2006 Infiniti M45 V8 Two Wheel Drive Automatic 66500 miles
My infiniti has always had a little more audible road noise than I would like, but I recently hit a very bad pothole on the passenger side that required a rear control arm to be replaced. The entire right side was torn apart to make sure that there was no other damamge. I was told that everything was fine and a tire rotation/4 wheel allignment was performed.
However, I noticed a vibration at highways speeds when veering to the left. The vibration was mostly audible and I only feel it smoewhat in the floor of the car and very slightly in the steering wheel. It became more noticeable with increased speed or increase turning to the left. It was much less noticible when turning to the right. At lower speeds, it was less noticible. I took the car in to be checked out be the same repair facility that took care of it before and they told me that it was uneven wear in the front wheels due to improper tire rotations. There was also suspicion of the rear wheel bearings, which they replaced before doing a tire rotation and allignment and that there would be some vibration left and that the only fix is new tires.
However, the noise is now more noticible at all speeds, regardless of direction of turn. Add to this a squeakin noise (like squeaky rubber) whenever I depress the brakes (especially at low speeds) and a rythmic high-pitched thumping noise coming from the front right while decellerating with the brake.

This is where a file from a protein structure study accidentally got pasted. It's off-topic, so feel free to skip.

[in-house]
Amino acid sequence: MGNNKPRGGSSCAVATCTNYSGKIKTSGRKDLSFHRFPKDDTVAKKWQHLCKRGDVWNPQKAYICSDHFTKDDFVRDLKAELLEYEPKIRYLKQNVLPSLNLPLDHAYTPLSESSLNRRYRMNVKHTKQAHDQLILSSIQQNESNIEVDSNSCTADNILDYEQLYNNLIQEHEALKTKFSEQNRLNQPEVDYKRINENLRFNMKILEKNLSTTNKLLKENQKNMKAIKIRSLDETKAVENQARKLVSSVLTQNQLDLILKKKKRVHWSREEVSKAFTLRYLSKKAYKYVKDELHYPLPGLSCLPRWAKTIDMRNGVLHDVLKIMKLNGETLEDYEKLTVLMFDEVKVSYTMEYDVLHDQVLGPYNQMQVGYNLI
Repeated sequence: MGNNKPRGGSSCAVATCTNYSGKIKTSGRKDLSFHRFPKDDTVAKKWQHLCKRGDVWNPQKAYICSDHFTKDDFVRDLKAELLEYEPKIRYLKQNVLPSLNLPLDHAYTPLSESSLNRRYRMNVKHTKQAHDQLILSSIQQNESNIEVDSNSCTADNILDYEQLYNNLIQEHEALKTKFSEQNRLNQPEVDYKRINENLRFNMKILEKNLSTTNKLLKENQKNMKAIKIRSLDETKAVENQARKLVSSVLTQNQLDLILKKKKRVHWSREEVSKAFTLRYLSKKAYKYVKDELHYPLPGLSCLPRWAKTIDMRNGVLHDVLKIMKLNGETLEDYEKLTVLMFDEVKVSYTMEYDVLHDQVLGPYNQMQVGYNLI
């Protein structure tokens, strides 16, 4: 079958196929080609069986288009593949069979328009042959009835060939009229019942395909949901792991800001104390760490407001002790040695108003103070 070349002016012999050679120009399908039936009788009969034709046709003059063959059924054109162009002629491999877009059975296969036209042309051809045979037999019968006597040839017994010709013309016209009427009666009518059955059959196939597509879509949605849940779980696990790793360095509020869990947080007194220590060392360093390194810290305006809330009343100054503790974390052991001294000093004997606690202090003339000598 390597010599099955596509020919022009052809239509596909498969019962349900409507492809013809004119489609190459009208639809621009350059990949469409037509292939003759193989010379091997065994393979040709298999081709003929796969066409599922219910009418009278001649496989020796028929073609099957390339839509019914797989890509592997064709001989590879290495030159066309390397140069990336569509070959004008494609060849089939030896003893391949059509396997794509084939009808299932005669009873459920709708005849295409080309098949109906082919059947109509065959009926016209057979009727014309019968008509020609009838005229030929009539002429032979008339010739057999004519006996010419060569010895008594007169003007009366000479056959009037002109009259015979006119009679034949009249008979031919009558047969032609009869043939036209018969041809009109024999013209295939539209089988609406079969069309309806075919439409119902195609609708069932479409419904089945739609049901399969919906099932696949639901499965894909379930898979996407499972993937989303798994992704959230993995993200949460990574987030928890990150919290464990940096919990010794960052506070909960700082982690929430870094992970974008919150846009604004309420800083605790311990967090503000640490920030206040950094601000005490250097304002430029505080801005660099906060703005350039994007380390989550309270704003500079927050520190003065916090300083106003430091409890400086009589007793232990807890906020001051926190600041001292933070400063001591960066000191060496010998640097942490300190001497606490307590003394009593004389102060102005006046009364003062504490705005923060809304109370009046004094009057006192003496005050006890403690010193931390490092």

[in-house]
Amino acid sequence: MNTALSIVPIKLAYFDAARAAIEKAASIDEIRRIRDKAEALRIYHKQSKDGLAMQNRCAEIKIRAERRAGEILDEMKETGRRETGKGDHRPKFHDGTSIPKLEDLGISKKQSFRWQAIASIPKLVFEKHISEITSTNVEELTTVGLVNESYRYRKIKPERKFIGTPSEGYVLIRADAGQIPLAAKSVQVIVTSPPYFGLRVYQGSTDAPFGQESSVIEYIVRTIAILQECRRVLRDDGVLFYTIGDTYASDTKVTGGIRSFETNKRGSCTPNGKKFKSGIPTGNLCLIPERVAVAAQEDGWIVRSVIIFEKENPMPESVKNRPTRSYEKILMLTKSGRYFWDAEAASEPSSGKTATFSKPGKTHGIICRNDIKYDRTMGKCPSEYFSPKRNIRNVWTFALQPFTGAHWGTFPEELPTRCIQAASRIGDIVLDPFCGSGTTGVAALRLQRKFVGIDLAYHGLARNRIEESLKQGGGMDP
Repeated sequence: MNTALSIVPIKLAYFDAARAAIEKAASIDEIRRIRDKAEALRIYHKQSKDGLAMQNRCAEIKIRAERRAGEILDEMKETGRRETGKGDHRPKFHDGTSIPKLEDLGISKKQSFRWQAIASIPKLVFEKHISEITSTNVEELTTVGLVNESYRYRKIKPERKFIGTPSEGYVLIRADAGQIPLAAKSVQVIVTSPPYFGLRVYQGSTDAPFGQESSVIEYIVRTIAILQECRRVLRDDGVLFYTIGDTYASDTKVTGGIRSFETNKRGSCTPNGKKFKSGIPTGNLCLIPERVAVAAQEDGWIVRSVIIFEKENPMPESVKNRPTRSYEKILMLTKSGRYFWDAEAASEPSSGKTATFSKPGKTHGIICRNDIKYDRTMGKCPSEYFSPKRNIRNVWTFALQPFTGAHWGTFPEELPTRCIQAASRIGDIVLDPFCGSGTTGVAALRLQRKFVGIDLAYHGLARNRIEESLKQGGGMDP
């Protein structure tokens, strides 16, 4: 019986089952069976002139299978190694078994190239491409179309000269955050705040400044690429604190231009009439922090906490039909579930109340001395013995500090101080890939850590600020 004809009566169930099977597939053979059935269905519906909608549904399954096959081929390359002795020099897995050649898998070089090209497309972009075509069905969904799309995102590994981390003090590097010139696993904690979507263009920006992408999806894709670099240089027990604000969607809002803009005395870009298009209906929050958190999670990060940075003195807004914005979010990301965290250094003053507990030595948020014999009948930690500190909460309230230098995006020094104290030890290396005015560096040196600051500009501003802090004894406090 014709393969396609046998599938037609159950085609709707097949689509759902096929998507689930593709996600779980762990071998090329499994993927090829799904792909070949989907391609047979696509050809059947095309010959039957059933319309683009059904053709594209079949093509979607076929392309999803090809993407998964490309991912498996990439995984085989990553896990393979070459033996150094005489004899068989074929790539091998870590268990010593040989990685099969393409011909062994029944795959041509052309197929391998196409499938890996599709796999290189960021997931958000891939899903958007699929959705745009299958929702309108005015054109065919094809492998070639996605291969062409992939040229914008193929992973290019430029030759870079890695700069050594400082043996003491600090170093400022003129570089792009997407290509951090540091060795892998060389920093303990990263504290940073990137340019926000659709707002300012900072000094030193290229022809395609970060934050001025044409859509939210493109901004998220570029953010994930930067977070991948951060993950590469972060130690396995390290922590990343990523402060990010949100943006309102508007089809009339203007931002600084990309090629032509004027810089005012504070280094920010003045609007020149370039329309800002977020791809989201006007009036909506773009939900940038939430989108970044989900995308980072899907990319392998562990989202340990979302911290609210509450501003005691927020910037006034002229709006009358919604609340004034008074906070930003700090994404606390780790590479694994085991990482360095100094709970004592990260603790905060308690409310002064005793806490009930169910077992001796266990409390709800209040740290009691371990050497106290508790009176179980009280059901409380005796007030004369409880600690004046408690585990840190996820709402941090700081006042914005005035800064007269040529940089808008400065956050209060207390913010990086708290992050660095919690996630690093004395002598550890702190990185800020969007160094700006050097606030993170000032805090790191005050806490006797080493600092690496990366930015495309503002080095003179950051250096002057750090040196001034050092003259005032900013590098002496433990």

This cannot be just due to tire wear, can it? The problem has progressed over the past 6 weeks since I hit the pothole and was not evident prior to the incident.
Also, several weeks prior to the incidnet, I had new brake rotors and pads placed on the front wheels.
Causes of brake squeal include: * Vibration is the source of most brake noise. When noise is heard it is usually due to the vibration between the pad and the rotor, or failure in other brake hardware. Hardware should be replaced with every brake job.
* A noise may also be heard if brake wear indicators or sensors touch the disc brake rotor. When this occurs the sensor often emits a high pitch noise to alert that brakes need immediate attention. If this occurs have the brakes checked immediately by a certified brake system specialist.